Though fewer in number, gender-focused strategies are also available in the fixed income markets. Community Capital Management, for instance, offers fixed income funds that include a gender lens component. In one of its strategies, the firm invests in customized mortgage pools providing capital exclusively to low- and moderate-income women borrowers. 8

Moving to Action
Just as lenses in a telescope can allow us to see galaxies light years away, a gender lens can be used to see, more clearly, a distant vision of a more gender inclusive society. Before deploying capital, gender lens investors make sure to evaluate the gender-related attributes of an investment alongside its financial characteristics.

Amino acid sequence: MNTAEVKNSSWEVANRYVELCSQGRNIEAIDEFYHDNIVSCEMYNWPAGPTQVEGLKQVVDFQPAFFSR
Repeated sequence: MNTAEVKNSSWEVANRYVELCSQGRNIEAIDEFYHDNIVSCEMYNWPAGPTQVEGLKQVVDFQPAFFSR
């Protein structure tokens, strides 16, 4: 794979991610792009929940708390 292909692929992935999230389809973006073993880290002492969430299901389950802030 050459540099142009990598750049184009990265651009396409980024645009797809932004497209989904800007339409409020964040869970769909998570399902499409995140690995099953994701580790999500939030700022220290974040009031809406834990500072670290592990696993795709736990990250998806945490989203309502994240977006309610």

[1] Dana Kanze, Laura Huang, Mark Conley, and E. Tory Higgins, “Male and Female Entrepreneurs Get Asked Different Questions by VCs— and It Affects How Much Funding They Get,” Harvard Business Review, June 27, 2017. Accessed via:

[2] Ibid.

[3] Iris Bonnet, What Works: Gender Equality by Design (Cambridge, MA: The Belknap Press of Harvard University Press, 2016), p. 242 and p. 232

[4] Nicholas Neveling, “Gender diversity at private equity firms improving,” realdeals, July 11, 2017. Accessed via: news/2017/07/11/gender-diversity-private-equity/

[5] “Pax Ellevate Global Women’s Index Fund,” Pax World Management, LLC. Accessed via:

[6] “Women’s Inclusion Strategy” (Investor presentation, Aperio Group, 2017)

[7] “Community Capital Management Adds Gender Lens Criterion to its Customized Mortgage Pools for Low- to Moderate-Income Borrowers” (Press release, Community Capital Management, June 13, 2017). Accessed via: